17. A major source of concern is the manifold legal and bureaucratic barriers unnecessarily affecting the full enjoyment of the rights of the individuals to move freely, to leave a country, including their own, and to take up residence. Regarding the right to movement within a country, the Committee has criticized provisions requiring individuals to apply for permission to change their residence or to seek the approval of the local authorities of the place of destination, as well as delays in processing such written applications. States’ practice presents an even richer array of obstacles making it more difficult to leave the country, in particular for their own nationals. These rules and practices include, inter alia, lack of access for applicants to the competent authorities and lack of information regarding requirements; the requirement to apply for special forms through which the proper application documents for the issuance of a passport can be obtained; the need for supportive statements from employers or family members; exact description of the travel route; issuance of passports only on payment of high fees substantially exceeding the cost of the service rendered by the administration; unreasonable delays in the issuance of travel documents; restrictions on family members travelling together; requirement of a repatriation deposit or a return ticket; requirement of an invitation from the State of destination or from people living there; harassment of applicants, for example by physical intimidation, arrest, loss of employment or expulsion of their children from school or university; refusal to issue a passport because the applicant is said to harm the good name of the country. In the light of these practices, States parties should make sure that all restrictions imposed by them are in full compliance with article 12, paragraph 3.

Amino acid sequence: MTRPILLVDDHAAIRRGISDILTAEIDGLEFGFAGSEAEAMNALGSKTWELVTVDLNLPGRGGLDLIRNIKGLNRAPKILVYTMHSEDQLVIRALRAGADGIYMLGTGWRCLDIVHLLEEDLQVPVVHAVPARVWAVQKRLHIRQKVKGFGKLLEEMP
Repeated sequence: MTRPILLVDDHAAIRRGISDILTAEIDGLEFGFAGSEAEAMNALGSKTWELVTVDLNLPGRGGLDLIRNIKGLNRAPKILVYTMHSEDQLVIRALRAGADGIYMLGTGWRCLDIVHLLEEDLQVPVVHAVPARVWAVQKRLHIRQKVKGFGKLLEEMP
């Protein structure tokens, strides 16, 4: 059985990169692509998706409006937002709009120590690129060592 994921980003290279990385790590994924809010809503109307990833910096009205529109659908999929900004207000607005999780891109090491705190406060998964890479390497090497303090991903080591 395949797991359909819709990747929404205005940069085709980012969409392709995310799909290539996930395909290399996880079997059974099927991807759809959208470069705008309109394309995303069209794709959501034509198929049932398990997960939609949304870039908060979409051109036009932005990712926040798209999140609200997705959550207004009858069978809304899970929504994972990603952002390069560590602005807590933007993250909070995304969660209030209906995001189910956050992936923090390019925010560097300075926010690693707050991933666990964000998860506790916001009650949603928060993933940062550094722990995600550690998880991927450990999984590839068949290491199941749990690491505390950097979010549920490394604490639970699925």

18. The application of the restrictions permissible under article 12, paragraph 3, needs to be consistent with the other rights guaranteed in the Covenant and with the fundamental principles of equality and non-discrimination. Thus, it would be a clear violation of the Covenant if the rights enshrined in article 12, paragraphs 1 and 2, were restricted by making distinctions of any kind, such as on the basis of race, colour, sex, language, religion, political or other opinion, national or social origin, property, birth or other status. In examining State reports, the Committee has on several occasions found that measures preventing women from moving freely or from leaving the country by requiring them to have the consent or the escort of a male person constitute a violation of article 12.

The right to enter one’s own country (para. 4)